This 'saving the planet' stuff is making my head spin.
First, we had the CRU mob emails, which showed that the people in charge of the data had deliberately cherry-picked and manipulated it, and then binned the original numbers so that no-one could check. And broken the law by refusing to share it with other scientists. Then we had the Himalayan glacier debacle, where not only was the prediction wrong, and based on wholly inappropriate material, but was admitted to be included only to sharpen up the minds of legislators and get the AGW scam rolling faster. And then, of course, the unravelling of the hidden business interests of the IPCC Chairman, who seems to be promoting a theory that nets him and his businesses trillions of dollars, and who is as arrogant in defending his own interests as any eeeeeevil capitalist.
What's a chap to think?
Well, here is something else:
Drivers who took the Government’s advice and chose a low-emission car could be left with a white elephant after a U-turn by ministers. Britain’s biggest supplier of biofuels will announce today that it is closing its pumps because the Government is ending financial support from April.
Well, what a surprise! Those of us who are old enough can remember the same thing happening with diesel 15 or 20 years ago. When diesel cars were a rarity, and a lot more expensive than petrol versions, the general wisdom was that diesel was much more environmentally-friendly (a phrase we used back then; haven't heard it much lately), and drivers were encouraged to go for the Heavy Oil option. A lot of people went along with it, and of course diesel was much cheaper than petrol then. Millions of bus and taxi drivers knew that. And after Joe Public had invested all his savings in one of the new, green machines and was enjoying both lower fuel consumption and cheaper fuel, the Government decided that it was not a green fuel after all, and started to jack up the duty on diesel. Nowadays, the price of diesel is substantially higher than petrol. Those who had opted for diesel cars had no option but to pay.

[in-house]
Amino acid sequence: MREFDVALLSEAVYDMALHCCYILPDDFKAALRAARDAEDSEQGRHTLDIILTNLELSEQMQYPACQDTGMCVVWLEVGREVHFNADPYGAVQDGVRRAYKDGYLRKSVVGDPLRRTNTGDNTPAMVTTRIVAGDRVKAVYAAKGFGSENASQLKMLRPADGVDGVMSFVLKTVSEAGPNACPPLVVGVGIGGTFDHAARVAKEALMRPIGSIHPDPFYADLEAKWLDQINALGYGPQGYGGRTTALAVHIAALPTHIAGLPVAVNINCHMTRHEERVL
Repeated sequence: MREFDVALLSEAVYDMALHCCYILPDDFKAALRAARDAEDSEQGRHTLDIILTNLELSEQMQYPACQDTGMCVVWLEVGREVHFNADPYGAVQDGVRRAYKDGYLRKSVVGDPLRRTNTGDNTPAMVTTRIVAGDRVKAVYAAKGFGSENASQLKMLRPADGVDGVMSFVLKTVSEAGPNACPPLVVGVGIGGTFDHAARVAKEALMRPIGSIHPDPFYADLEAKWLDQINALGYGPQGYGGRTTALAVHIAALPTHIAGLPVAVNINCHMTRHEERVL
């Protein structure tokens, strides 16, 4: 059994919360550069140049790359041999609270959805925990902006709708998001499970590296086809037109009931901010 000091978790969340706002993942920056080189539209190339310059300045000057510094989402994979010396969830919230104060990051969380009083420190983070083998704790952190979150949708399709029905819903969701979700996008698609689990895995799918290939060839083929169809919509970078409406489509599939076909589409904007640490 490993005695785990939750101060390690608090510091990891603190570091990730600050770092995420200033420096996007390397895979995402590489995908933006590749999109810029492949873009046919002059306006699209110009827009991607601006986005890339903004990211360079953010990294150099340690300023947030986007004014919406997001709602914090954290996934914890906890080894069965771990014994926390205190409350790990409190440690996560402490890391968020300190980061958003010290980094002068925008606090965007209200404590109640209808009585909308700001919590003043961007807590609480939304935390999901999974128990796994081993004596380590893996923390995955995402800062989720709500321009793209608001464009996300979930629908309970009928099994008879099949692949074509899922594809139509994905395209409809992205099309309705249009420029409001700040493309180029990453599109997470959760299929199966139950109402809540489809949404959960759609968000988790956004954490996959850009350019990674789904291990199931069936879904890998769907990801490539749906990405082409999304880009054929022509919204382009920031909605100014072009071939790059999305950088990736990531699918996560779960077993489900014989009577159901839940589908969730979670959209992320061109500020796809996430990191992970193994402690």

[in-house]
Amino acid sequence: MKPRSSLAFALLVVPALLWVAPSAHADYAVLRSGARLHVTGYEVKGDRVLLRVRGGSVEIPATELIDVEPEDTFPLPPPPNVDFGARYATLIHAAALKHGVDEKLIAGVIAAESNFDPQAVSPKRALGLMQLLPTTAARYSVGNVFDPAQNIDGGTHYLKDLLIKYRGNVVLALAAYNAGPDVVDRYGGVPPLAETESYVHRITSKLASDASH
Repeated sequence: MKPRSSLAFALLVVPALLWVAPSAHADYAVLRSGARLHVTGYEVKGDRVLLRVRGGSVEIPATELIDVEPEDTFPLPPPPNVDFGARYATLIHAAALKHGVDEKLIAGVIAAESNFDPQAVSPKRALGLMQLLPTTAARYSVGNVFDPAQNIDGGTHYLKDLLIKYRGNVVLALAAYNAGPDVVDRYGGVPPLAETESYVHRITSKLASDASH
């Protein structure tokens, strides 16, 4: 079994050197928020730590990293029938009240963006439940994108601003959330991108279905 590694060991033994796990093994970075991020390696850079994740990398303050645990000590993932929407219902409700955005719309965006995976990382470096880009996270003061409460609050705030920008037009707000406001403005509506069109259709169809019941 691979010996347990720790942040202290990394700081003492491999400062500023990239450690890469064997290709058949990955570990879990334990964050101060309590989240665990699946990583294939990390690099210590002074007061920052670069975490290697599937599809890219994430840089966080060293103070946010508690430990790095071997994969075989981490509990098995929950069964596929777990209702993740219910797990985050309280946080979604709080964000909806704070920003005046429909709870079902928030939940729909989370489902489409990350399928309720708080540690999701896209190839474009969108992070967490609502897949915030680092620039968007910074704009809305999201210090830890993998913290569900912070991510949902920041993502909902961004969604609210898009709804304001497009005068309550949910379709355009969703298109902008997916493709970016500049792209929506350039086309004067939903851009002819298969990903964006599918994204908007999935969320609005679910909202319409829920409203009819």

Then, of course, there was the confusion over LPG. First, it was saving the planet, with a fuel that was so benign that a car running on it left behind it nothing but the smell of lavender and some smiling bunnies. The Government even offered grants (up to £2000, I think) for existing cars to be converted. (Strangely, this specifically excluded Land Rovers, and I never found out why. You would think a 4.6 litre Range Rover would show more of a cost-benefit saving than almost anything else.) But then the grant scheme was stopped, and the price of LPG - or rather the duty on LPG - began to climb. More suckers trapped in the net.
And now biofuels: biodiesel and ethanol. There is no similar catch here, as cars adapted to run on 30% biodiesel will still run satisfactorily on normal fuel, and the same with petrol cars on a pertol-ethanol mix. In fact, they will run better, as there was always a question-mark over the lubricity of biodiesel and the service life of diesel pumps in car engines, which showed a worrying and expensive tendency to fail when used with the hybrid fuel. The owners merely lose the money they spent on converting the car. The thinking is the same: subsidise the latest gimmick (i.e. take money from me to give to you, to do something the Government approves of) and then drop it when it's inconvenient, without a thought to the people involved, who may have invested substantial amounts of their own money in following the Government's lead.
I was never a fan of biofuels. Apart from the serious questions over damage to the car's engine, which was never admitted or properly resolved, but which was real, nonetheless, there was a certain stupid arrogance in assuming that taking vast swathes of agricultural land (in the developing countries, natch) away from food production so that school-run Mums in Islington could feel better about filling up the family 4x4 was going to be good for the planet. In fact, it seemed like the height of selfish arrogance. So I don't mourn the passing of biodiesel. But it is indicative of the lack of long-term thinking by the Government, and its willingness to pick up and drop things on a whim, regardless of the consequences for the average Joe. What will happen when wind energy is proved to be uneconomic? Will they drop the subsidies for that too?
I hope so.
As a final, sweet irony,
... the Environment Agency all bought fleets of flexible-fuel vehicles on the assumption that the Government would continue its 20p a litre duty discount on ethanol. This will be withdrawn on April 1.
One lesson: Do Not Trust The Government. Ever.